House could vote on Investment Act today
The House of Representatives’ general assembly is set to begin debate on theproposed Investment Act today. The prelude to a final vote on the bill comes after the House Economic Committee concluded its review, according to Al Borsa. We’ll believe that when we see it, as the government is reportedly yet to sign off on new amendments recently introduced by the House’s Economic Committee that don’t seem to be sitting well with the Finance Ministry, particularly a decision to bring back private free zones, but with added stipulations, state officials tell Al Mal.
Private-sector owned free zones: Real controversy or straw man? Economic Committee chair Amr Ghallab had announced on Sunday night that private free zones were a necessity in light of Egypt’s economic difficulties and the need to attract more investment. The decision, which makes the establishment of new private free zones subject to government approval, is not yet final, high-ranking government officials also tell Al Borsa. New private free zones were banned by amendments introduced to the Investment Law in 2015, but existing zones were allowed to continue operations until the end of their contracts. MPs and members of the business community have been lobbying for their comeback since discussions over the new Investment Act began, but the Finance Ministry had voiced repeated objections to the idea over the last several months. The Federation of Egyptian Chambers of Commerce and other businessmen and associations naturally applauded the move. The Finance Ministry is yet to issue a formal response on the issue but Investment and International Cooperation Minister Sahar Nasr is set to attend the discussions at the general assembly session, she told the press on Monday.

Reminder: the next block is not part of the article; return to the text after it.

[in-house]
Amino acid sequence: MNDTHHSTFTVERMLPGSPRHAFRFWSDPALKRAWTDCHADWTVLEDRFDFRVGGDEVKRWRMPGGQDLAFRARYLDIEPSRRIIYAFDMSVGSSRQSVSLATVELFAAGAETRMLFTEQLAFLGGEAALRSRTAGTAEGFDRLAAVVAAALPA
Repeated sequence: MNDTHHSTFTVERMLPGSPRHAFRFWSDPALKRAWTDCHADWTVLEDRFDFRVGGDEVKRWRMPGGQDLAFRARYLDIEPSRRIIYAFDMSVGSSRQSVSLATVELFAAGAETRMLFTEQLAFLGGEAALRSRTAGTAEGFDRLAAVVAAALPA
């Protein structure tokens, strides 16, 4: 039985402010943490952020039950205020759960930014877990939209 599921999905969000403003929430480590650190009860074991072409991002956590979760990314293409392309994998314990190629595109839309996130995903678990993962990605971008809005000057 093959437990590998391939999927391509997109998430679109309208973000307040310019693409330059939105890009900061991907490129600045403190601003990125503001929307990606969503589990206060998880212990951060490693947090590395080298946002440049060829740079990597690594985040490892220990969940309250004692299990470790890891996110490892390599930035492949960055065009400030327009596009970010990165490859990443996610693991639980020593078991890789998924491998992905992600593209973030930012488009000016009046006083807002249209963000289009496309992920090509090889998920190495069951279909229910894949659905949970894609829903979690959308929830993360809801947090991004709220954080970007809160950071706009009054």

Investment incentives and a ‘new’ one-stop shop: Other amendments to the Investment Act, which has now been reduced to 95 from 99 articles, include slightly amending the one-stop-shop window to an Investor Service Center that would operate under the jurisdiction of the General Authority for Free Zones and Investment (GAFI). In addition to setting the cap for foreign labor at 20% at most for exceptional cases, the amended bill also offers further incentives, such as allocating free land and offering higher tax rebates to investors operating certain types of projects in strategic locations, including Upper Egypt, Fayoum, Marsa Matrouh, and the Suez Canal Economic Zone, to name a few.
Retroactivity — in a good way: Under the amendments coming out of the Economic Committee, any investment or new company that formed up to 30 months before the law’s passage would be eligible to benefit from the incentives outlined in the act and its subsequent executive regulations.
Caveat: The law sets a broad framework, but you’ll want to read it against (a) the policy framework it’s designed to turn into reality and (b) the executive regulations on the act, which are where the proverbial rubber meets the road. Investment Minister Sahar Nasr has promised to do her best to expedite issuance of the executive regs for the act.
Background on the framework: This is all in line with the broad principles handed down last year by the Supreme Investment Council headed by President Abdel Fattah El Sisi
This is a developing story, so look for more tomorrow as additional media reports surface. In the meantime, start with a read of Al Ahram’s rundown of the amendments passed by the committee.